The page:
The Consuta Trust

About a Thames Heritage Boat Museum

Providing a secure base for Consuta - with public access

The Consuta Trust and The Thames Boats Trust are proposing to establish a Thames Heritage Boat Museum at Beale Park. We have the full support of the Beale Park Trust for this ambitious project so have now commissioned Architects to prepare a planning application

The Museum Building

size = 50m x 10m

See more details below

The River Thames Heritage

The museum will exhibit both working and static historic boats, supplemented by a display of boating artefacts, with visitor information about their importance in local and national history. The display will be arranged in the form of a timeline showing a detailed story of early pleasure boating development on the Thames. The aim of the display will be two fold; first to show off some historic Thames boats and various associated artefacts; secondly to inspire and involve the public to learn about this rich period of Thames boating history! We aim to show that this Thames Heritage is of both local and national importance, and encourage visitors to learn more about a neglected and unknown part of river history.

Click Here  ----  a chronological timeline covering the early development of powered boats

The 19th century was a time of dramatic changes in social mobility with the new railways spreading out from London in the 1840's, these changes led to an explosion of pleasure boating activity on many parts of the non tidal Thames.  We will highlight the various aspects of the heyday of this social change covering both business and pleasure activities. This is a Thames river boating period which is so delightfully epitomized by Jerome K. Jerome’s “Three men in a Boat” published in 1889.

For thousands of years the only way of moving boats and ships had been either muscle or wind power - so through the introduction of self powered boats (ie driven by machinery) the mid 19th century period represents a dramatic change in what could be described as "an industrial revolution on water". This new class of "powered boat" first made use of the steam engine, then later the electric motor, and finally the internal combustion engine.

Boat Builders of the River Thames

The expansion of pleasure boating on the Thames created a demand for new boating businesses to start up, a few of these enterprises developed to become prolific boat building companies. By the late 19th century Britain had become shipbuilders to the world with important contributions from companies such as Thornycroft, Yarrow, Saunders and others who had all started their works on the Thames.

The Heritage Museum Building

The Museum is to be a building 50m by 10m located within a re-defined park visitor boundary, well screened from the lake. There will be integral wet dock, and dry stand areas. Visitors will be taken along a central walkthrough timeline, showing how powered pleasure boating on the River Thames developed during the 19th century, and the way in which the Thames boat building industry mushroomed during this exciting period of Britain's history. The exhibits will consist of historic Thames boats, with supporting period items, supplemented with a variety of informative displays. The museum building will also house a maintenance workshop for servicing historic boats and their machinery, and an archive library of historical drawings, photos, books, etc. covering the history of boating on the Thames.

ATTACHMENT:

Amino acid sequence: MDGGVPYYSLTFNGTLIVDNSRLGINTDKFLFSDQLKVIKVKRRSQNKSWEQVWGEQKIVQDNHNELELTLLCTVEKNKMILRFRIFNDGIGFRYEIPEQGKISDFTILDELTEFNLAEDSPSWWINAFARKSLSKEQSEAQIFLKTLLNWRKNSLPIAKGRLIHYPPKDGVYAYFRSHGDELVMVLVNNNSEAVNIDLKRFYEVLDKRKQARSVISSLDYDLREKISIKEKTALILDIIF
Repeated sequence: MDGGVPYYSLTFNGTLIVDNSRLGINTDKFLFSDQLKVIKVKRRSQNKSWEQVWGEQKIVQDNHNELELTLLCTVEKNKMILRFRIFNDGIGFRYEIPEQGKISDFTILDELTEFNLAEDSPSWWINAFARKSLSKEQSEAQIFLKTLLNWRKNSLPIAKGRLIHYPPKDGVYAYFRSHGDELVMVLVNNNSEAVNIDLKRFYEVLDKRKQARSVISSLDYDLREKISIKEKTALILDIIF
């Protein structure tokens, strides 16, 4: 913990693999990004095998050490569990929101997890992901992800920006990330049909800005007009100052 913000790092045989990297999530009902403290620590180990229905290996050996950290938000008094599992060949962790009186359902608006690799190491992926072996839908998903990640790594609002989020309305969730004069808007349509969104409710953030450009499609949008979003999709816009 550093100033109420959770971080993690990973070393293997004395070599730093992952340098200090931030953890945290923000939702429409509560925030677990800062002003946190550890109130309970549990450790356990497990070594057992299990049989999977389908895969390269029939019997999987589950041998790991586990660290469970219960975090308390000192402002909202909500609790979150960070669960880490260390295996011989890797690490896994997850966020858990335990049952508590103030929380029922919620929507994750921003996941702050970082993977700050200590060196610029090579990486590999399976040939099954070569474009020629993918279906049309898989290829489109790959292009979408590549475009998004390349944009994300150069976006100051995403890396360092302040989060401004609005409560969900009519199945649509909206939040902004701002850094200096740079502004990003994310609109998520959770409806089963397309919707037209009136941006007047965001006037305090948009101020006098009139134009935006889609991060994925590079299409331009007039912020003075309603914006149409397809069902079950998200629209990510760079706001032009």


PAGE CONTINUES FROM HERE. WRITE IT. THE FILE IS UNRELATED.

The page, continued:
Historic craft which will be housed in the Museum are Consuta, Cygnet, plus additional craft which have been identified, and could be available on loan. We also have many period items which will be used in displays to contribute to the fascinating story of power boat development on the Thames during the 19th century.

About The Consuta Trust Support

Our own volunteers would have access to Consuta when not in steam, which will ease the task of keeping Consuta clean and tidy at all times. Also the base with workshop facilities will permit any maintenance to be managed at any time in the year.

The Consuta Trust have agreed to underwrite the initial costs of making the planning application. The building plus all the site prep work to complete the project will require substantial funding which we will need to raise; an HLF Grant is an obvious source, but there may be others willing to help. There will be opportunities for volunteer hands on contribution for some of the non skilled work on the project which could help to reduce costs, and would also help a Lottery funding application.

We will be looking for all skills and offers of help to get this Museum established.

If you have any questions, would like to know more, or would like to help; please do contact us

Below are images of site location and the Museum building outline


Below are some photos of a 1:200 scale model of the boathouse area showing location on the site

Above the model combined with aerial photo

Above a view looking East from the carpark by the big park entrance gate

 Above Looking NE from within the park boundary

Above looking South East from the grass by the carpark

Above an aerial view looking SE from the car park


The Consuta Trust, a registered charity, if you would like to make a donation to help our work please click here

The background picture is a busy scene of the 1890's during the Henley Royal Regatta - scroll down to see the picture